Racists ate it up and asked for second helpings. After all, here was hard scientific evidence that seemed to corroborate what they had always claimed: that some races were intellectually inferior to others. Their failure to prosper economically was rooted not in history, but in nature. “There will be plenty more results where these came from,” predicted the right-wing commentator John Derbyshire in the American conservative magazine National Review. Lahn also attracted support from the late Henry Harpending, a geneticist at the University of Utah and co-author of a controversial book arguing that biology could explain why Europeans conquered the Americas, and also that European Jews had evolved to be smarter on average than everyone else.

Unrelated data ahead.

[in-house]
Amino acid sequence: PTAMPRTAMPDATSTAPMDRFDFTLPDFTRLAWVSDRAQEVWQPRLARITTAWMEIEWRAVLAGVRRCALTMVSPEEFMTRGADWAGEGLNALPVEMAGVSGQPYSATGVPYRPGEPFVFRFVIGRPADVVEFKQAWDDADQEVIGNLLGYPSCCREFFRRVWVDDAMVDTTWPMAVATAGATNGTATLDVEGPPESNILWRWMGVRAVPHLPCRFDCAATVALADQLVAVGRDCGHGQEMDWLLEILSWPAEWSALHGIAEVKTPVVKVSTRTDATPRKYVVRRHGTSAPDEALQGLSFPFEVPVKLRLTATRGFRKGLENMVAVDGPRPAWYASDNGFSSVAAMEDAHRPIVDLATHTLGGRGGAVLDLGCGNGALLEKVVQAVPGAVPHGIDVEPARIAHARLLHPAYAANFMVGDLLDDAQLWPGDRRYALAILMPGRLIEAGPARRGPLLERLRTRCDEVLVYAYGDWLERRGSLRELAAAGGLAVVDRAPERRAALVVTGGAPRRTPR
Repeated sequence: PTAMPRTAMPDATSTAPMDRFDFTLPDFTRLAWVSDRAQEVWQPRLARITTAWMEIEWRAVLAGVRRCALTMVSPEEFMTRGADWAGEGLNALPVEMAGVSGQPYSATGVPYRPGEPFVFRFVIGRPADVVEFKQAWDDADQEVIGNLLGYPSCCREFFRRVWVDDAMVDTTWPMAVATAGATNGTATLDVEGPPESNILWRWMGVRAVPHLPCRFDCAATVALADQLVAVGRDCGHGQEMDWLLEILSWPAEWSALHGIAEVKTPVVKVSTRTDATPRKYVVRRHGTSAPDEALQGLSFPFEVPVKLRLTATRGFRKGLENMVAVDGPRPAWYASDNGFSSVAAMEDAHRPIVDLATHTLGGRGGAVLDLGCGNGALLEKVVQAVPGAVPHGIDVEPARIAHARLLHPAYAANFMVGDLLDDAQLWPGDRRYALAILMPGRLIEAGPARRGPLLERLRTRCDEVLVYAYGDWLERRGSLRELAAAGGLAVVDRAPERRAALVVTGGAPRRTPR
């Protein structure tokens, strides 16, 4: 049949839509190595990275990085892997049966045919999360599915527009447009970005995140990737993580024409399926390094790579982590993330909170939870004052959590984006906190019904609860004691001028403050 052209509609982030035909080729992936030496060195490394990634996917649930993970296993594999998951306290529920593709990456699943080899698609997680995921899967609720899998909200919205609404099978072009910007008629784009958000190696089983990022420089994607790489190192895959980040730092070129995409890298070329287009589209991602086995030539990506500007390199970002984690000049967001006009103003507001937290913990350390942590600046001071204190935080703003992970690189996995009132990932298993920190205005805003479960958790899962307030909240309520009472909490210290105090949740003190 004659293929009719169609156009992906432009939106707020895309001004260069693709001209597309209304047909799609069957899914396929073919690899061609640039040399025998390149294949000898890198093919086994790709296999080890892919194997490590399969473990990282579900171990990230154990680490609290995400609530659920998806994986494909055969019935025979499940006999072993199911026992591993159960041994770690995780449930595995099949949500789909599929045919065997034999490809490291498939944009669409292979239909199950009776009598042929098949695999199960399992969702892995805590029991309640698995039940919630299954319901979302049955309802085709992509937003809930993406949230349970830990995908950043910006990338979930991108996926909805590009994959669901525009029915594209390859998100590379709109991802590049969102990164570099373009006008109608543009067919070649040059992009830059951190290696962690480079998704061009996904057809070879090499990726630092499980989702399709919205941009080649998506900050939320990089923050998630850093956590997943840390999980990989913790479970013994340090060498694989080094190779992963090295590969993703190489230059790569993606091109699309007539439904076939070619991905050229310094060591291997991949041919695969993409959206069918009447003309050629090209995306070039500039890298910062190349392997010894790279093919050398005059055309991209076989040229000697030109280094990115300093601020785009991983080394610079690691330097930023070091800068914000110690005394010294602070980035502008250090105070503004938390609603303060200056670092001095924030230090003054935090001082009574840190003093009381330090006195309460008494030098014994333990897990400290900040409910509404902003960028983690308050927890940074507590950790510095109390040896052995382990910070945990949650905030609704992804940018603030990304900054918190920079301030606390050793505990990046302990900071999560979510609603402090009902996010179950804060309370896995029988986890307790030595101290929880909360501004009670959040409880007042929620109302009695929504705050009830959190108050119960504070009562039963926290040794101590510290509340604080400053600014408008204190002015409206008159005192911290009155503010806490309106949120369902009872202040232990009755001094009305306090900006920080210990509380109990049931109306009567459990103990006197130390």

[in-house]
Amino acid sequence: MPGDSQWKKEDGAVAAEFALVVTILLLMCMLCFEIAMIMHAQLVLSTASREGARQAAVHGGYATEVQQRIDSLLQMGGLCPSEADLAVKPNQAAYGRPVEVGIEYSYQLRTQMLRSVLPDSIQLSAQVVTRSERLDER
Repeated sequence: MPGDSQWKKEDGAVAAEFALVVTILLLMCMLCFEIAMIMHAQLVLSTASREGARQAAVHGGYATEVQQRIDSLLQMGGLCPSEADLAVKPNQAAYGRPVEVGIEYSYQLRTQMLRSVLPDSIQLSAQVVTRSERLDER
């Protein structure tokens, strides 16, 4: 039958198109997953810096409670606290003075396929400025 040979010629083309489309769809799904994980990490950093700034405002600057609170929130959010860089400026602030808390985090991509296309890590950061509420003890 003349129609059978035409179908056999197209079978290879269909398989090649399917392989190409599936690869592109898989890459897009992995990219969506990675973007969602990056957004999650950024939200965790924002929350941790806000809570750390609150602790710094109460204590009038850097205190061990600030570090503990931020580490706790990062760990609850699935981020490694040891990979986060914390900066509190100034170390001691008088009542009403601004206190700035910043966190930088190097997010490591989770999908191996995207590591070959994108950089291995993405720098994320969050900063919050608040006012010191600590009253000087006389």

However, there were problems with Lahn’s findings. Even if his gene variants did show up with different frequencies in certain populations, it did not necessarily mean that they provided those who had them with a cognitive advantage. The variants were known to be linked to organs other than the brain, so if natural selection was taking place, maybe this was nothing to do with intelligence. Maybe the genes conferred some advantage that wasn’t related to the brain. The hypothesis needed more evidence.
Soon after the papers were published, the controversial Canadian psychologist John Philippe Rushton ran IQ tests on hundreds of people to see if the gene variants really did make a difference to intelligence or to brain size in those who possessed them. Try as he might, he couldn’t find any evidence that they did. They neither increased head circumference nor general mental ability.